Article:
It’s a sign, perhaps, of our times of widening inequality. Purchases of superyachts increased by over eight percent since the start of 2021 compared with the same period pre-pandemic. Those figures, which were revealed in the industry publication, The Superyacht Group, provide us with an insight into the growth in wealth of the super-rich, who can afford to buy such vessels, at a price of around £7.5 million if bought second hand, or as high as £450 million if new.

At a time when so many have struggled with unemployment or cost-of-living issues, they’ve been buying up luxury boats.

Who is buying them?

The biggest rise in ownership has taken place in the United States. One theory is that some of the ultra-rich witnessed others having a good time on their floating palaces during the pandemic, and wanted to buy into that.

Does more superyachts mean the rich are getting richer?

It certainly correlates with a period in which there are more people with extreme wealth. In April 2021, Forbes reported that the world now has 2,755 billionaires, up by 660 on the previous year. This rise in inequality has been most notable in the United States, where the wealth of US billionaires has increased by 70 per cent since the start of the coronavirus pandemic, even as millions have faced unemployment and illness.

One of the drivers of this inequality has been that the stock market is up nearly 40 per cent since January 2020. The wealthiest 10% of American households also now own 89% of all US stocks.

Is it much the same here in the UK?

Some of the same wealth pattern exists. The combined fortune of UK billionaires has increased by 22% to £597bn since the start of the pandemic.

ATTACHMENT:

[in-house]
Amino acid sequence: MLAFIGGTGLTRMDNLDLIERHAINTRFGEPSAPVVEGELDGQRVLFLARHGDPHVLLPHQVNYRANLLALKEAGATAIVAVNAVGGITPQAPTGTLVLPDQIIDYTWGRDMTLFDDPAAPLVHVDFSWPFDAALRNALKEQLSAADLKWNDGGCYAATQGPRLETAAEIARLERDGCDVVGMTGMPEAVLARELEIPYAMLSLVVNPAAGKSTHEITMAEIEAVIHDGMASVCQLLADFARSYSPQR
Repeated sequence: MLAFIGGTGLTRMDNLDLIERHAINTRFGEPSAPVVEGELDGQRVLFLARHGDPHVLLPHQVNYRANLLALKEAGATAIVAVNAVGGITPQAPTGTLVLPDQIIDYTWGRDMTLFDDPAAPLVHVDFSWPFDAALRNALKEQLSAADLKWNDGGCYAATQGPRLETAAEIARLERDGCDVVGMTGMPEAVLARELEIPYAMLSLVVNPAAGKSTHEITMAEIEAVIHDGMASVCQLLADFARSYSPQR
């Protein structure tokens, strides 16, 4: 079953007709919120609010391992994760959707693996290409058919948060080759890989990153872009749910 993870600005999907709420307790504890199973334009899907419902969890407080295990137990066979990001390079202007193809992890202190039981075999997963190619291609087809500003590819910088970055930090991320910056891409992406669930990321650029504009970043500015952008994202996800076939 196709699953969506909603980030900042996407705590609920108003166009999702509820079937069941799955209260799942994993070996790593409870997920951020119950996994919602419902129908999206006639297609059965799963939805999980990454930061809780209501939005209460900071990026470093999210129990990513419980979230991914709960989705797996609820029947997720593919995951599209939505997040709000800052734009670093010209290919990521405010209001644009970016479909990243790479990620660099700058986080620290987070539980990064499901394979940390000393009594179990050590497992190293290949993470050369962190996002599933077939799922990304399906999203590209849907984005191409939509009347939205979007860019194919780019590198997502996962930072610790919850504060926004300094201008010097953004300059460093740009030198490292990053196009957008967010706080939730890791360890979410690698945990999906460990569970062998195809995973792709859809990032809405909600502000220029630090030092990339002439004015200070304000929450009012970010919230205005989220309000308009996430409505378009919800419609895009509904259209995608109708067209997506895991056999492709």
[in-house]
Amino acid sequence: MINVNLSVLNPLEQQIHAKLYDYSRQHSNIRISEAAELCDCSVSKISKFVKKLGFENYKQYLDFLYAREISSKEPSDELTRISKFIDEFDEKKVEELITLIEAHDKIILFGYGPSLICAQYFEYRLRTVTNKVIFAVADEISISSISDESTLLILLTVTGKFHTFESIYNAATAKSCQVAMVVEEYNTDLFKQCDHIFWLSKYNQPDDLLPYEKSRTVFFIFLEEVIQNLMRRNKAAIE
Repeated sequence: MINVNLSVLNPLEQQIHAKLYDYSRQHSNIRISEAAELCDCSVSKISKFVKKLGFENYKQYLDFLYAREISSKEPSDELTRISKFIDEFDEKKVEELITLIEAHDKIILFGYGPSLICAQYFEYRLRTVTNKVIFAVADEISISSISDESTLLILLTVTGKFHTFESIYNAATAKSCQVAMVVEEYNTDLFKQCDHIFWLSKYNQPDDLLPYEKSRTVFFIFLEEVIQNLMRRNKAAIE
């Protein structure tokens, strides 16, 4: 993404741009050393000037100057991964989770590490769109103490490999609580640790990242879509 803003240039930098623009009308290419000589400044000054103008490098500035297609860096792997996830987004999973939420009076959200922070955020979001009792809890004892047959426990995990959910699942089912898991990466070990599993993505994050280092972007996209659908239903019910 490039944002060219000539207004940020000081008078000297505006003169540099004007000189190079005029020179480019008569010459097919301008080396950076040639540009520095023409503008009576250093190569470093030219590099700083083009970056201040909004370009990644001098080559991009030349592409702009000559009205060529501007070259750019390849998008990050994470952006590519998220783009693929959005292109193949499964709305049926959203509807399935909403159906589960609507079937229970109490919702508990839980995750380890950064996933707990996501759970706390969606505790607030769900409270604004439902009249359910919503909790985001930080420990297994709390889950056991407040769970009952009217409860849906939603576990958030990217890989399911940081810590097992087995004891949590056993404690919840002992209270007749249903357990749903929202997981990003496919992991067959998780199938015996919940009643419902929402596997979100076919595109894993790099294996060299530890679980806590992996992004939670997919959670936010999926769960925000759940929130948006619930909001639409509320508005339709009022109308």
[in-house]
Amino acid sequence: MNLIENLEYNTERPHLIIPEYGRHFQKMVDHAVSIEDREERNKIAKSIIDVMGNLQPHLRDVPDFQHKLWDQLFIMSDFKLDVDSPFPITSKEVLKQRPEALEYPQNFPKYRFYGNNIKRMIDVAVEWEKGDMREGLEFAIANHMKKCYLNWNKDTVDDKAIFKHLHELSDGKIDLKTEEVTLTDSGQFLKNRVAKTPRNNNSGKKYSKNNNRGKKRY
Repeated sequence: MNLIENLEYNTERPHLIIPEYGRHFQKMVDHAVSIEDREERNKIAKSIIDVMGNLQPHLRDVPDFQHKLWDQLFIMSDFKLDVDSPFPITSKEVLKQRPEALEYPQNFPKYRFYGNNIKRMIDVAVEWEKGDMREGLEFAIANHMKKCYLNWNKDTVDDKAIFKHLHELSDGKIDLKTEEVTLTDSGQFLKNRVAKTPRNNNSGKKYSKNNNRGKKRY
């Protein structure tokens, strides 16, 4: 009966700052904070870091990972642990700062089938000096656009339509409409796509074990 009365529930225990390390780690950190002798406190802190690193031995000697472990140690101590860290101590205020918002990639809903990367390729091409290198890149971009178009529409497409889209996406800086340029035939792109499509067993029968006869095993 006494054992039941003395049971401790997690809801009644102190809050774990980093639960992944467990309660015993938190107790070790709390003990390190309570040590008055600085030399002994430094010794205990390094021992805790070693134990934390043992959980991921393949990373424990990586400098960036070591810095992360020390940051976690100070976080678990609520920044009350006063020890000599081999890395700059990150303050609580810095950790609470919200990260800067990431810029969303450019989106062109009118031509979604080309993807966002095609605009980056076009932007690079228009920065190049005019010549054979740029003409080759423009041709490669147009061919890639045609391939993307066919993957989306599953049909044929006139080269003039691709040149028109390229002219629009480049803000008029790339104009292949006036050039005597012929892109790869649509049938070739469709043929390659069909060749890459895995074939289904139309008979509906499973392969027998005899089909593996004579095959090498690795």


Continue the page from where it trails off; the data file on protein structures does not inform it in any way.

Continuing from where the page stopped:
So, tell us about a few of the big names who own these boats then?

Well, there’s Jeff Bezos, who has what promises to be the world’s largest superyacht currently in construction; David Geffen, who famously self-isolated on his $590 million yacht during the pandemic; Russian billionaire Roman Abramovich, who owns the second-largest luxury yacht in the world, The Eclipse, featuring an intruder detection missile system, two helipads, two swimming pools, a submarine and a dance hall.

And, since we’re still in the week of COP26, what are we looking at in terms of emissions impact?

An article by Richard Wilks and Beatriz Barros in The Conversation, for instance, noted: “A superyacht with a permanent crew, helicopter pad, submarines and pools emits about 7,020 tons of CO2 a year, according to our calculations, making it by the far worst asset to own from an environmental standpoint.”


Long read: Coal, steam, empire and COP26 : Glasgow's emissions story